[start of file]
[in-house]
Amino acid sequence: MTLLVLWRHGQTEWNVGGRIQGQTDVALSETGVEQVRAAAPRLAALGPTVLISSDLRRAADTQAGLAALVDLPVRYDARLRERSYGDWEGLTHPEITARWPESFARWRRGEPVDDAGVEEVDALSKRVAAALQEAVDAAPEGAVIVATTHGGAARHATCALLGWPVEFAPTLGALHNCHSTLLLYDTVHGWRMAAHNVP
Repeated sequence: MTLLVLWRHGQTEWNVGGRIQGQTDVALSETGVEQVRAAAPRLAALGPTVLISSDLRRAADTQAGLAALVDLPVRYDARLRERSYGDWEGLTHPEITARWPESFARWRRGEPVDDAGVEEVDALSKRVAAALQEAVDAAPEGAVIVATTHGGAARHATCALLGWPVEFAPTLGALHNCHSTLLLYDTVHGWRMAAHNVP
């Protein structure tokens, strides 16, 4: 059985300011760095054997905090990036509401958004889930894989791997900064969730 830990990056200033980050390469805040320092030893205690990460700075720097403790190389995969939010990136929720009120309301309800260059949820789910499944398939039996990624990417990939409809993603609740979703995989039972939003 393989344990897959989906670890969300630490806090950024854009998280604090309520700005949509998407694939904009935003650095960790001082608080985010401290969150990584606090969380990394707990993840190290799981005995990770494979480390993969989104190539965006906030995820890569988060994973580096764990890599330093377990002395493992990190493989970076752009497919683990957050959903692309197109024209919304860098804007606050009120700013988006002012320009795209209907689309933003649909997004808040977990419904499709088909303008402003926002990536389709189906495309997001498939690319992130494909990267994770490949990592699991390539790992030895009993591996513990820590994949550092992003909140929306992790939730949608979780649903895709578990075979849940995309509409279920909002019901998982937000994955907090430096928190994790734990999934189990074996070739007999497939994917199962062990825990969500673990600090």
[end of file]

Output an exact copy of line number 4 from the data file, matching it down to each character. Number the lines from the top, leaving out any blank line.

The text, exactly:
């Protein structure tokens, strides 16, 4: 059985300011760095054997905090990036509401958004889930894989791997900064969730 830990990056200033980050390469805040320092030893205690990460700075720097403790190389995969939010990136929720009120309301309800260059949820789910499944398939039996990624990417990939409809993603609740979703995989039972939003 393989344990897959989906670890969300630490806090950024854009998280604090309520700005949509998407694939904009935003650095960790001082608080985010401290969150990584606090969380990394707990993840190290799981005995990770494979480390993969989104190539965006906030995820890569988060994973580096764990890599330093377990002395493992990190493989970076752009497919683990957050959903692309197109024209919304860098804007606050009120700013988006002012320009795209209907689309933003649909997004808040977990419904499709088909303008402003926002990536389709189906495309997001498939690319992130494909990267994770490949990592699991390539790992030895009993591996513990820590994949550092992003909140929306992790939730949608979780649903895709578990075979849940995309509409279920909002019901998982937000994955907090430096928190994790734990999934189990074996070739007999497939994917199962062990825990969500673990600090």